) --In a sign that European banks are growing increasingly nervous about lending to each other, the three-month dollar Libor rate rose to 0.5181% Thursday according to the British Bankers Association.

The London Interbank Offered Rate represents the cost of borrowing US dollars in the London interbank market. The rate is set by 19 banks based on what they say is their cost of borrowing. The three-month euro Libor rate was at 1.4163%.

European banks' unwillingness to lend to each other is also evident in the widening Libor OIS (Overnight Index Swap) spread. This represents the difference between the rate at which banks are willing to lend to each other over and the market's expectation of the overnight fund's rate. The spread reflects what banks believe is the risk of default in lending to other banks.

The spread is at a two-year high of about 41 basis points, though still well below the financial crisis high of around 350 basis points hit in October 2008, following the collapse of Lehman Brothers.

Meanwhile the bond market is increasingly bearish on the ability of the Euro zone leaders to contain the crisis. German bonds, the supposed safe haven in the region, performed poorly at an auction on Wednesday. The yield on two-year Italian debt on Thursday touched 7.639%, while the 10-year yield was at 7.25%.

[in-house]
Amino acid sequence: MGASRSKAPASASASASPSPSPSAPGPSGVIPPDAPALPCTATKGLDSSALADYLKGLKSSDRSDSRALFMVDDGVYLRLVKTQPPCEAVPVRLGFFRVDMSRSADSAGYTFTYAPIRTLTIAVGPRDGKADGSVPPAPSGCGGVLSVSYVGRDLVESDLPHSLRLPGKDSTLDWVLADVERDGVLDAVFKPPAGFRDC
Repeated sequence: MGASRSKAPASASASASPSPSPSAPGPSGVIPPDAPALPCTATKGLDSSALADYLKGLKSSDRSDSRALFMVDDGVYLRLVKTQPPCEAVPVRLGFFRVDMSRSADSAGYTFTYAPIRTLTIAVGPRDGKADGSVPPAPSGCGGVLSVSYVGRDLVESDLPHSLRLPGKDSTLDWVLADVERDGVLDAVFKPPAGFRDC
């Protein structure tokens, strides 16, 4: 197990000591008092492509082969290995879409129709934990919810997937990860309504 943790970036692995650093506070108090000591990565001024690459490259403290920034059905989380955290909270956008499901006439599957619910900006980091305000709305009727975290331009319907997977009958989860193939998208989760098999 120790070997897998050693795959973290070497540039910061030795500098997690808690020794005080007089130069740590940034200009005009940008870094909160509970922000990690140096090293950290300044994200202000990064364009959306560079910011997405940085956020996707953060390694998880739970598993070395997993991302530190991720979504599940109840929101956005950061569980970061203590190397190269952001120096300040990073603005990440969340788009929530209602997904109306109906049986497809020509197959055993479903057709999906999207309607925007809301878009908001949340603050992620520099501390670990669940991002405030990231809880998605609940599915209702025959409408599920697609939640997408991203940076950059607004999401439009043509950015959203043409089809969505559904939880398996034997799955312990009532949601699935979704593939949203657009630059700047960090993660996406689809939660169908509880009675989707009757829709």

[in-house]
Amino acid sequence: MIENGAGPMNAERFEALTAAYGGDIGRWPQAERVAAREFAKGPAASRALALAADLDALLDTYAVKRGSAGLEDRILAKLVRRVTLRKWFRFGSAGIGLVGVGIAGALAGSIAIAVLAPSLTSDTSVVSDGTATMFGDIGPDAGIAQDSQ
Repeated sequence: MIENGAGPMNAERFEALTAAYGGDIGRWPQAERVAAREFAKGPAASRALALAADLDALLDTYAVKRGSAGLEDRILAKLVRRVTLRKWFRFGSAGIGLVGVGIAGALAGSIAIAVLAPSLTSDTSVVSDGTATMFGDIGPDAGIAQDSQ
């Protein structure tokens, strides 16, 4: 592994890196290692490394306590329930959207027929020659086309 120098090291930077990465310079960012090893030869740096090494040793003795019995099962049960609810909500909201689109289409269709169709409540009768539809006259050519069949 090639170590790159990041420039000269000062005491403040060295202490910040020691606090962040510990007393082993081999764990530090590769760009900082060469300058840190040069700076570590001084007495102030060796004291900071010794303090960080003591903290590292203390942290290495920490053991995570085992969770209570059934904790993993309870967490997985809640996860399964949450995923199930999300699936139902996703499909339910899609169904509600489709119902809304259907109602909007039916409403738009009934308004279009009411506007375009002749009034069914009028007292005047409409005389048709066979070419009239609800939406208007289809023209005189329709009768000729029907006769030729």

But equity markets are still optimistic that a solution can be reached. On Friday, European stocks rebounded strongly, prompting a recovery in U.S. stocks as well.

Bank stocks in the U.S. were making smart gains, with

Bank of America

(BAC) - Get Report

gaining 2.8%,

JPMorgan Chase

(JPM) - Get Report

adding 2.2%, Citigroup rising 3% and

Wells Fargo

(WFC) - Get Report

climbing 1.7% respectively during morning trades.

--Written by Shanthi Bharatwaj in New York

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